For some time now, a meat-free diet has been completely on trend. More and more people are opting for a vegetarian or vegan lifestyle. But even if you don’t want to completely eliminate foods of animal origin, you can still reap the benefits of “veggie” meals.
Vegetarian and vegan – what does that mean exactly?
Lacto-ovo vegetarians are vegetarians who do not eat any meat and most do not eat fish. Lacto-vegetarians don’t eat eggs but they do consume milk and dairy products. Ovo-vegetarians, as they are known, are exactly the opposite.
Vegans go one step further. They cut out all animal foods completely. In addition, they often do not use animal products such as leather.
People have very different reasons for choosing a plant-based diet. Ethical convictions or health benefits are frequently a factor. Generally speaking, vegetarians often place a high priority on a balanced lifestyle and are concerned with the origin, composition and processing of their food. This results in a high consumption of plant-based foods and whole grain products. Sugar, alcohol, fast food and fat, on the other hand, rarely feature in their meals.
This means that a vegetarian diet is rich in vitamins, minerals, phytochemicals and fibre – an advantage when it comes to preventing obesity, cardiovascular disease, diabetes and cancer.
An alternative for everyone?
Healthy adults can normally try a lacto-ovo vegetarian diet without hesitation. However, such a diet should be varied in order to guarantee a comprehensive supply of nutrients. If a vegetarian does not eat fish, they should ensure that they eat bread and other foods containing iodised salt.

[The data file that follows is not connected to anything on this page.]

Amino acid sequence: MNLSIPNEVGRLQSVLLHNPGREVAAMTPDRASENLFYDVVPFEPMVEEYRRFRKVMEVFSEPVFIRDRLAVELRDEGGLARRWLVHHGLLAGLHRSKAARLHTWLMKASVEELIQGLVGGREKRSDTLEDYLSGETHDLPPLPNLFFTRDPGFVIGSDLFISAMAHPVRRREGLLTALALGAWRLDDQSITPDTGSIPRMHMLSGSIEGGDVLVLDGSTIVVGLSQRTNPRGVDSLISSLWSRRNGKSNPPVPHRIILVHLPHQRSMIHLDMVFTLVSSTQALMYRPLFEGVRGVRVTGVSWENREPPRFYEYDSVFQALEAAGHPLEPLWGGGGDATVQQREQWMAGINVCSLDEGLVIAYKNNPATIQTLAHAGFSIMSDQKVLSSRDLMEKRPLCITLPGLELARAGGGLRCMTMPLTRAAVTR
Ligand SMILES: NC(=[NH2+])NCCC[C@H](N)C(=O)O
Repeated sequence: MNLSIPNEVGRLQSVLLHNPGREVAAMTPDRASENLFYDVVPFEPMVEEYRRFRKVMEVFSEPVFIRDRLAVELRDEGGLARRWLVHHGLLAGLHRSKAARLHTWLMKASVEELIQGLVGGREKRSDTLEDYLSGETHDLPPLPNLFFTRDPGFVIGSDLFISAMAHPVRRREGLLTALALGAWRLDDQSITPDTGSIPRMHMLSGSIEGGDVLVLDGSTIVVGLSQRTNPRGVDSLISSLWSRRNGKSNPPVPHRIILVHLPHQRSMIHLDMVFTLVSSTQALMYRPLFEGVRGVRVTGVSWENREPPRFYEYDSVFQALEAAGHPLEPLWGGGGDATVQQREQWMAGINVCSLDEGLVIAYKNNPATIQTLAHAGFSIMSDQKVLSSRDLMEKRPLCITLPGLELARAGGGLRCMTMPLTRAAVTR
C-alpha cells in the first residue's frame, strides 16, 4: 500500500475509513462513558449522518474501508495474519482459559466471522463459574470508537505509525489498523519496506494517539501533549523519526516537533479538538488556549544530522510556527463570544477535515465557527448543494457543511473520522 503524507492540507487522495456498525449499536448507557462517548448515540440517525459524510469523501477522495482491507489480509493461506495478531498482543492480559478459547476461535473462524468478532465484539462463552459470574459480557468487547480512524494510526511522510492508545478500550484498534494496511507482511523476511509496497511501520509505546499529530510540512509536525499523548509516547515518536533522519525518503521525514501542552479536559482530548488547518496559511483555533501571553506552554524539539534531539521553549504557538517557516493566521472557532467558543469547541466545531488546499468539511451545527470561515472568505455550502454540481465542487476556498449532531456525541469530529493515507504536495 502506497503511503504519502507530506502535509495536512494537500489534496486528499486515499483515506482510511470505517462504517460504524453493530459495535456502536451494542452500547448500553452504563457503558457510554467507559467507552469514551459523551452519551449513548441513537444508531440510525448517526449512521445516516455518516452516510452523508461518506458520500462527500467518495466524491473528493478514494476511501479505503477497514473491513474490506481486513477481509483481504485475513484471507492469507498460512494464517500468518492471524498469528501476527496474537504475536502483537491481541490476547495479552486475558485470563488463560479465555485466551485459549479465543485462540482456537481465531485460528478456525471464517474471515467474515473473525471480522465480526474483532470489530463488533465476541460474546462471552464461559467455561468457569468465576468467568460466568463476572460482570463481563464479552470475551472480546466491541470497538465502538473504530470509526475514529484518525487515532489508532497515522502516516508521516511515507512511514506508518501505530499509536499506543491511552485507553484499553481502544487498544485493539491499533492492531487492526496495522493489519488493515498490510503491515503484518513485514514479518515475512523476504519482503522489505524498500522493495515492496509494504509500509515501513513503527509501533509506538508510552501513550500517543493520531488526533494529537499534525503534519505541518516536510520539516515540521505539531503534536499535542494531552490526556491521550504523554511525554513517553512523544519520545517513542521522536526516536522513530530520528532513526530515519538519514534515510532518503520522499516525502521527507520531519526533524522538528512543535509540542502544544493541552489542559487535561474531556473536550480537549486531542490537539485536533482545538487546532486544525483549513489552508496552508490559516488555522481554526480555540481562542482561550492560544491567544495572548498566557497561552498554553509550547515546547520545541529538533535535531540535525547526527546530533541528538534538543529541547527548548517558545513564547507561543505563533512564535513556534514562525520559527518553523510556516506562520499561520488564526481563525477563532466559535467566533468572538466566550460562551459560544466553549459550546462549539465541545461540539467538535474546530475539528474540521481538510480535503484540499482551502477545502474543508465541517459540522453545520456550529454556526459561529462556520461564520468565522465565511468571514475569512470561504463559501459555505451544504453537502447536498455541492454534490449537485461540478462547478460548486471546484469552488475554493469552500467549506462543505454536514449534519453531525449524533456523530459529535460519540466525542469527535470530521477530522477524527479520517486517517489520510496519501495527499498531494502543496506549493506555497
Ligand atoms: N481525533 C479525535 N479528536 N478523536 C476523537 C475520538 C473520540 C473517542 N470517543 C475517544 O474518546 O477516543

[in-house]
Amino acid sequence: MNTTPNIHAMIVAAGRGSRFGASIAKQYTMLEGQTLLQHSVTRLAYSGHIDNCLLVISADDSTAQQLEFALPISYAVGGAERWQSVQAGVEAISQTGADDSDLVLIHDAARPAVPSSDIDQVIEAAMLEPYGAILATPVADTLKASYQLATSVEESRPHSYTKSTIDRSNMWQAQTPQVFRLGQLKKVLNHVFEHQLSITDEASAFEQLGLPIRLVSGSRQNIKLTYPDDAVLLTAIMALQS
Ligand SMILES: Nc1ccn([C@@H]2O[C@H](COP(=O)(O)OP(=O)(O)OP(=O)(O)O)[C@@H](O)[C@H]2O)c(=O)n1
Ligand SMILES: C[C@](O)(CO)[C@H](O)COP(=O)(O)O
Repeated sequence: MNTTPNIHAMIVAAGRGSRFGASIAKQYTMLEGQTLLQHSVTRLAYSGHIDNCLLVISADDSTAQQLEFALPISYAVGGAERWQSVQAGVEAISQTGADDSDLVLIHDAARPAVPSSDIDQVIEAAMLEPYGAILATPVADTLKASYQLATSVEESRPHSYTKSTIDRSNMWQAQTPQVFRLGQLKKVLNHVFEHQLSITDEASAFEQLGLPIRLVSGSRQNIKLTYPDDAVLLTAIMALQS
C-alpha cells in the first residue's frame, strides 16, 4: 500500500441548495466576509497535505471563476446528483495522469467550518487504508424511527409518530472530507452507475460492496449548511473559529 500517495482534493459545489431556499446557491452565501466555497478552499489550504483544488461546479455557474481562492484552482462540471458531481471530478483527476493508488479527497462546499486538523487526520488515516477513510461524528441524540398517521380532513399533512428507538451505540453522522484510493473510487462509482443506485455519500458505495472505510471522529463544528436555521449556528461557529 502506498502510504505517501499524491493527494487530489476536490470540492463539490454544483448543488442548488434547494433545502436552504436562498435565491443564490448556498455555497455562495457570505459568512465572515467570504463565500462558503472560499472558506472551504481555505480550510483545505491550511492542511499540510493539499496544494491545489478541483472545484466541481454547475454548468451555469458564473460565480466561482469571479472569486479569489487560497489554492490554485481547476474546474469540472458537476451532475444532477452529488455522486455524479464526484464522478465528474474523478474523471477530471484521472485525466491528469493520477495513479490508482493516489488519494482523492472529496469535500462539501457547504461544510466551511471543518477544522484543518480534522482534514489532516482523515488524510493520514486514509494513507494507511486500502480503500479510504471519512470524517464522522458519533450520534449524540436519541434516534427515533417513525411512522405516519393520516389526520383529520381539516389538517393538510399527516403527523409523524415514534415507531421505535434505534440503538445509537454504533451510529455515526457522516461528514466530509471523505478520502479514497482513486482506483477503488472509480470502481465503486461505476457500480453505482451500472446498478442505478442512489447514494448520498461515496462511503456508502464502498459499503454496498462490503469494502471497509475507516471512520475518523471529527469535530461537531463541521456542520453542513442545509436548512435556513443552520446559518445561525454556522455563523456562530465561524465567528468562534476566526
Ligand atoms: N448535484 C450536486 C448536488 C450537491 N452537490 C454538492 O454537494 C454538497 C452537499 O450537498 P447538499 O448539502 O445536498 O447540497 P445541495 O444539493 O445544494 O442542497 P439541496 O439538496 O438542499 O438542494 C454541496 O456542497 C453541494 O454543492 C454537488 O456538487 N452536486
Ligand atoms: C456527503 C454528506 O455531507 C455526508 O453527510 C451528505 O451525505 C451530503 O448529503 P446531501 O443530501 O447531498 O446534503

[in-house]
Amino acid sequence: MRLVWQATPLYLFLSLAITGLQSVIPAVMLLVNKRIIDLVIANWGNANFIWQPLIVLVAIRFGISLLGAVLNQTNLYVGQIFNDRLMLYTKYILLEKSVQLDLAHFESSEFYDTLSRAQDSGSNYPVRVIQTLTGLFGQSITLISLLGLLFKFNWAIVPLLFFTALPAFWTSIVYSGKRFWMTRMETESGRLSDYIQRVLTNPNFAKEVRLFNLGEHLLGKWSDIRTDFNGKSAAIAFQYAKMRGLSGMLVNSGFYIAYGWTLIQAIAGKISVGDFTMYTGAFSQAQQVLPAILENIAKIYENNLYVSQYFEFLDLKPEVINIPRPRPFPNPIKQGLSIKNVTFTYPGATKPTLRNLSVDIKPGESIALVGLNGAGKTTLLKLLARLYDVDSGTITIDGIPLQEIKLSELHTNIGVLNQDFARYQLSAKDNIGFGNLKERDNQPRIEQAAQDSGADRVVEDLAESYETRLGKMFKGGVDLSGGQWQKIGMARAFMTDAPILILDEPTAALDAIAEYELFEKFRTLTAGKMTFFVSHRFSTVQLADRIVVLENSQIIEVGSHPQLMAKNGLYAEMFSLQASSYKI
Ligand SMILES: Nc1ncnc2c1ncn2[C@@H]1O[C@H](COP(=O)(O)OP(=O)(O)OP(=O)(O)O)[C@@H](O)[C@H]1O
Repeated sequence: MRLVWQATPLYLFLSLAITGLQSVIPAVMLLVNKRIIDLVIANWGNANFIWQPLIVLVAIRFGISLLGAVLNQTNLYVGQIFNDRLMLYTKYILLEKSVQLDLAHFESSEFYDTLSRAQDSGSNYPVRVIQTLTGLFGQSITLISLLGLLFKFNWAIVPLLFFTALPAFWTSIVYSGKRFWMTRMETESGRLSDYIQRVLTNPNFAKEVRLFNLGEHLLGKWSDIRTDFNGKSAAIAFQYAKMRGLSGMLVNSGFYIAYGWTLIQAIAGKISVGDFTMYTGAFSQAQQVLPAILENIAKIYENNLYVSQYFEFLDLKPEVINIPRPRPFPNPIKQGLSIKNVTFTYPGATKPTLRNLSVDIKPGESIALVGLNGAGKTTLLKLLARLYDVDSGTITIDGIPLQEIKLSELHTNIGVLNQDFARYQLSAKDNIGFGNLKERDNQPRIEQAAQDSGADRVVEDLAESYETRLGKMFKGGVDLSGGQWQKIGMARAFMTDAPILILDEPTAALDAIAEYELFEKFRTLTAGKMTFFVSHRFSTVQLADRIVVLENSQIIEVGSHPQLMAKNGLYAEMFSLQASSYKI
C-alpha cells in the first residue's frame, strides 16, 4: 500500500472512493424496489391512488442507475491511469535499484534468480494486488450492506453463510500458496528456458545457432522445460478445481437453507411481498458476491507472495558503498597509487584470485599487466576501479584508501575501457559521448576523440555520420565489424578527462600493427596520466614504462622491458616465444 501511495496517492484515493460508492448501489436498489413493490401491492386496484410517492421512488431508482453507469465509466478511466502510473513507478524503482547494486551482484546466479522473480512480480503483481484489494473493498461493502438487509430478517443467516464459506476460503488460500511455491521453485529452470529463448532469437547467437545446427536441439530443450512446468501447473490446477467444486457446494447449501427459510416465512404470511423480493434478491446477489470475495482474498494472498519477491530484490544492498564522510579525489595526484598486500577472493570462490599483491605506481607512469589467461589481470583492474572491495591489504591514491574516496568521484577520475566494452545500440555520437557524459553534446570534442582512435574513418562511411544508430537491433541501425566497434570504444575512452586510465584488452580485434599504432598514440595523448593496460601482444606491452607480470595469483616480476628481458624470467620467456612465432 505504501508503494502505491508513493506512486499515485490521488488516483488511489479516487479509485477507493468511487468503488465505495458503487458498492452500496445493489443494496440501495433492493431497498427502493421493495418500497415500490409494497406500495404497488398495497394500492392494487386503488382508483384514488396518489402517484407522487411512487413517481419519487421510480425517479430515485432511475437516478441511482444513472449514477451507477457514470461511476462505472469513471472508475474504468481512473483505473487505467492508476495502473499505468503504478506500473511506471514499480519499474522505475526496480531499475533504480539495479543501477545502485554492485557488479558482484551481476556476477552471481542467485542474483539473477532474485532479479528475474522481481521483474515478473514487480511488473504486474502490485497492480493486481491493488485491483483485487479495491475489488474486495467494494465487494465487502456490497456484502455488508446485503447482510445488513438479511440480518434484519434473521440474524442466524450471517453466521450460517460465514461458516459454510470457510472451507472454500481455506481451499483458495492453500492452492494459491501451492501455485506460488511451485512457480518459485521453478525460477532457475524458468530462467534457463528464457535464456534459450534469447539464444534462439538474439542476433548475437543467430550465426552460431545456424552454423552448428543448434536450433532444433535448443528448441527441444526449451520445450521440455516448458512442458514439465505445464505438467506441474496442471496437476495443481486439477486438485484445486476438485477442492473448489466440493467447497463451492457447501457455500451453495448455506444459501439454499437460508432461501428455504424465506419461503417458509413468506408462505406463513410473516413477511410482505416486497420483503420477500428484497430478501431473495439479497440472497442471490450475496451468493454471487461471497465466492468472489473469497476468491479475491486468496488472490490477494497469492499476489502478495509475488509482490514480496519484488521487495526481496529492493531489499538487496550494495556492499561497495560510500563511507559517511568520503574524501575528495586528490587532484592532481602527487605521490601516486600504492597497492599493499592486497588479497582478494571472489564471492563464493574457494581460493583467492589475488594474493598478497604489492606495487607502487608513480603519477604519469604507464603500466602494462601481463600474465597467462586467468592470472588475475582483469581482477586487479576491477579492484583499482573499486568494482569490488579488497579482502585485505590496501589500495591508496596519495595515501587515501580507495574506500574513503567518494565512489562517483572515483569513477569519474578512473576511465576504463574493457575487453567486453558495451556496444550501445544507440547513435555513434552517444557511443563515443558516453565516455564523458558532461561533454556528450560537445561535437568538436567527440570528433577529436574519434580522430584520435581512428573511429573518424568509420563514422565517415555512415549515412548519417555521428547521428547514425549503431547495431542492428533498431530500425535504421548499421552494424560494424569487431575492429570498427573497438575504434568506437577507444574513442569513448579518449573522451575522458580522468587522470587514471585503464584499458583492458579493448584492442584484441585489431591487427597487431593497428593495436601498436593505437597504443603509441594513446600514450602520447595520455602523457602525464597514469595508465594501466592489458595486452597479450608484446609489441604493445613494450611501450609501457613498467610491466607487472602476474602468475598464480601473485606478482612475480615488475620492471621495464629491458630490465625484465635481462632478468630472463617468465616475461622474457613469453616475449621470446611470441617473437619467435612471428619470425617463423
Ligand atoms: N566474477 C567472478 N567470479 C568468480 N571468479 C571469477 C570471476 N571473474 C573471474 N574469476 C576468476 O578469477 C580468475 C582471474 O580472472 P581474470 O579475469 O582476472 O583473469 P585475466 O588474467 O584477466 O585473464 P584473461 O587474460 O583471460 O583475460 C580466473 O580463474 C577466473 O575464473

Because it’s harder for the body to absorb iron from plant-based foods, some clever combinations are called for! Vitamin C, for example, improves the absorption of iron, which is why a glass of orange juice with vegetable or whole grain dishes is a good idea.
Vegans sometimes have a B12 deficiency as this vitamin is only present in animal-based foods. In some cases, the deficiency is only apparent after a number of years. Nutritionists therefore recommend taking vitamin B12 supplements.
Old people, pregnant or breastfeeding women, children and teenagers are special cases when it comes to vegetarianism. They need higher levels of nutrients. A vegetarian diet is therefore only advisable in certain cases for these groups.
Not everyone who loves fruit and vegetables wants to eat these exclusively. No problem – flexitarians can choose from a wide variety of foods. They eat mainly fruit, vegetables, whole grain products, pulses, vegetable oils and dairy products, supplementing these products now and then with meat and fish.
What are your favourite foods? Tell us!